Blatter to declare candidacy in face of European opposition
FIFA President Sepp Blatter holds up the FIFA financial report 2013 during a press conference in Zurich on March 21, 2014 - by Michael Buholzer
Controversy surrounding the 78-year-old Swiss official and accusations of corruption against Qatar's 2022 World Cup bid have tainted the buildup to the start of the Brazil World Cup in Sao Paulo on Thursday.
Blatter has been criticised for saying that corruption allegations against Qatar -- led by the British media -- was racism. Several top European football officials have called on Blatter to stand down when his term ends next year.
Blatter, who acceded to the top job in 1998, is likely to get the standing acclamation from all the confederations bar UEFA when he announces his candidacy however.
Michael van Praag, head of the Dutch football association, challenged Blatter when he appeared before a closed meeting of the European confederation, UEFA, on Tuesday.
"Mr Blatter, this is nothing personal but if you look at FIFA's reputation over the last seven or eight years, it is being linked to all kinds of corruption and all kinds of old boys' networks things," Van Praag said he had told Blatter.
"FIFA has an executive president and you are not making things easy for yourself and I do not think you are the man for the job any longer."
Blatter replied that he would not resign straight away, according to the official.
UEFA president Michel Platini has been touted as a possible rival to Blatter when the FIFA vote is held in May next year. Platini has said he will only decide his candidacy in September.
Van Praag said that if Platini does not stand then UEFA should agree another candidate to stand against the Swiss official.
Blatter was given a standing ovation when he spoke before the African, Asian and North American-Caribbean confederations on Monday. "This time, before UEFA, he did not get it," van Praag said.
Blatter's rule has never seen a controversy like the accusations that Qatar paid for votes when FIFA chose the Gulf country to host the 2022 World Cup.
Qatar has strongly denied involvement in wrongdoing. But allegations made in British newspaper The Sunday Times are expected to be raised at the FIFA congress.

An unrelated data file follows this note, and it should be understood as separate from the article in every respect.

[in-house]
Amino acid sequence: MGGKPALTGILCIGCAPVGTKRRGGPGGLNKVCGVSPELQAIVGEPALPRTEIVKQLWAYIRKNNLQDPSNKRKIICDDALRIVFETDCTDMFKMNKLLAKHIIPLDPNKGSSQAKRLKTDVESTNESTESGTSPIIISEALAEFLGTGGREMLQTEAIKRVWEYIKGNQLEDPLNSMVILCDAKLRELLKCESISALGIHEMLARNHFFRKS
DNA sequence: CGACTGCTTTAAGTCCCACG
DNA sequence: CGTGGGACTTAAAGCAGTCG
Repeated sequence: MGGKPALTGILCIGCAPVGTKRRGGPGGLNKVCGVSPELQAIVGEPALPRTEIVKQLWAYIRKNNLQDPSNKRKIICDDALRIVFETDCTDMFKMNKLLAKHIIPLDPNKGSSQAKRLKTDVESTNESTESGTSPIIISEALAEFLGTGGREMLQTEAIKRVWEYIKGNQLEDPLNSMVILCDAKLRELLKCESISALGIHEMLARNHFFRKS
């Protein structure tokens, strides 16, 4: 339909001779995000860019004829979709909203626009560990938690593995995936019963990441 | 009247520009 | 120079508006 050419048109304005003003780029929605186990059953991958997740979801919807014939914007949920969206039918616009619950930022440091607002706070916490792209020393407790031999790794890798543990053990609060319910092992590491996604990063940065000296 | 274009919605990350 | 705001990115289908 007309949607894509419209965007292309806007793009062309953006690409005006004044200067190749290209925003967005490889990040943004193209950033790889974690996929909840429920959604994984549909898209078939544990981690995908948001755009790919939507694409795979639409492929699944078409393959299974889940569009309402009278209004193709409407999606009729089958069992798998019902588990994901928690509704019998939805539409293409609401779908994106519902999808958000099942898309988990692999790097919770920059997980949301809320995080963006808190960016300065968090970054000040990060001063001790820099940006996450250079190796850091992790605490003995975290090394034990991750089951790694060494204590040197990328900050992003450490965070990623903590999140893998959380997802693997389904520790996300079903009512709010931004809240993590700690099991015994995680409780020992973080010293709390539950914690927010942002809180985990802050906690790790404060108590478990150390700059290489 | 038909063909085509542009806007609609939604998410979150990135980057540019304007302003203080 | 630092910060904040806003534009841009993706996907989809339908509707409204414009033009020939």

Garcia, a former US federal prosecutor, has completed his report but it will not be handed to a FIFA adjudicatory chamber until mid-July. Blatter has said no decisions will be taken until September or October.
FIFA faces mounting pressure as five of its six major sponsors, who account for hundreds of millions of dollars of finance each year, have called for a thorough investigation of the allegations.
Blatter hit out at the "storm against FIFA" over Qatar and the "discrimination and racism" at the heart of the attacks when he addressed the African Football Confederation on Tuesday.
African football officials were among those said to have accepted Qatar's money, according to the Sunday Times. CAF members gave Blatter a rousing reception and slammed the allegations in a statement.
English FA chairman Greg Dyke said he had told Blatter "the allegations being made are nothing to do with the racism, they are allegations about corruption."
Qatar beat the United States, Australia, Japan and South Korea to the 2022 tournament, despite a FIFA technical report which warned the searing temperatures during June and July in Qatar posed a health risk.
Meanwhile Brazilian president Dilma Roussef -- who herself is up for re-election later this year -- declared that despite all the horror stories leading up to the finals everything was ready.
"Brazil overcame the main obstacles and is ready on and off the pitch for the cup," she said in a nationally televised address.
"The pessimists... have been defeated by the hard work and determination of the Brazilian people, who never give up," she added, saying the tournament would leave a lasting legacy of infrastructure."